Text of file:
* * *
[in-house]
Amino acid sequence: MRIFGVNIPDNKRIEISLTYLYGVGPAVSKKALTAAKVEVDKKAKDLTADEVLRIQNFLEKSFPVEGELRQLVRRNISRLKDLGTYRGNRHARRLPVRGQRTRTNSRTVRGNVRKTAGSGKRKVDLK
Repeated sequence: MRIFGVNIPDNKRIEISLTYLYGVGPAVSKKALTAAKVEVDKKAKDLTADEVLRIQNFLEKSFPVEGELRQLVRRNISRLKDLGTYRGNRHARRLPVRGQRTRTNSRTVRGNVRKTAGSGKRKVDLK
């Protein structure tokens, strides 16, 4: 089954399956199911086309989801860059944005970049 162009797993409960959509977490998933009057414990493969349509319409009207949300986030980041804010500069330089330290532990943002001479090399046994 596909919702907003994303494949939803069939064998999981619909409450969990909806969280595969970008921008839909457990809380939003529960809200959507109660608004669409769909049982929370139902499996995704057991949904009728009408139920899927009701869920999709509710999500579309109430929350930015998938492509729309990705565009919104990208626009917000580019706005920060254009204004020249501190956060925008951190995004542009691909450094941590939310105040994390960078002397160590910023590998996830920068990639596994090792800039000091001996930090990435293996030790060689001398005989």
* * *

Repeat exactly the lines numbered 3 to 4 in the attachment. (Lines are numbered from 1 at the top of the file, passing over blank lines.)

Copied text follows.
Repeated sequence: MRIFGVNIPDNKRIEISLTYLYGVGPAVSKKALTAAKVEVDKKAKDLTADEVLRIQNFLEKSFPVEGELRQLVRRNISRLKDLGTYRGNRHARRLPVRGQRTRTNSRTVRGNVRKTAGSGKRKVDLK
């Protein structure tokens, strides 16, 4: 089954399956199911086309989801860059944005970049 162009797993409960959509977490998933009057414990493969349509319409009207949300986030980041804010500069330089330290532990943002001479090399046994 596909919702907003994303494949939803069939064998999981619909409450969990909806969280595969970008921008839909457990809380939003529960809200959507109660608004669409769909049982929370139902499996995704057991949904009728009408139920899927009701869920999709509710999500579309109430929350930015998938492509729309990705565009919104990208626009917000580019706005920060254009204004020249501190956060925008951190995004542009691909450094941590939310105040994390960078002397160590910023590998996830920068990639596994090792800039000091001996930090990435293996030790060689001398005989």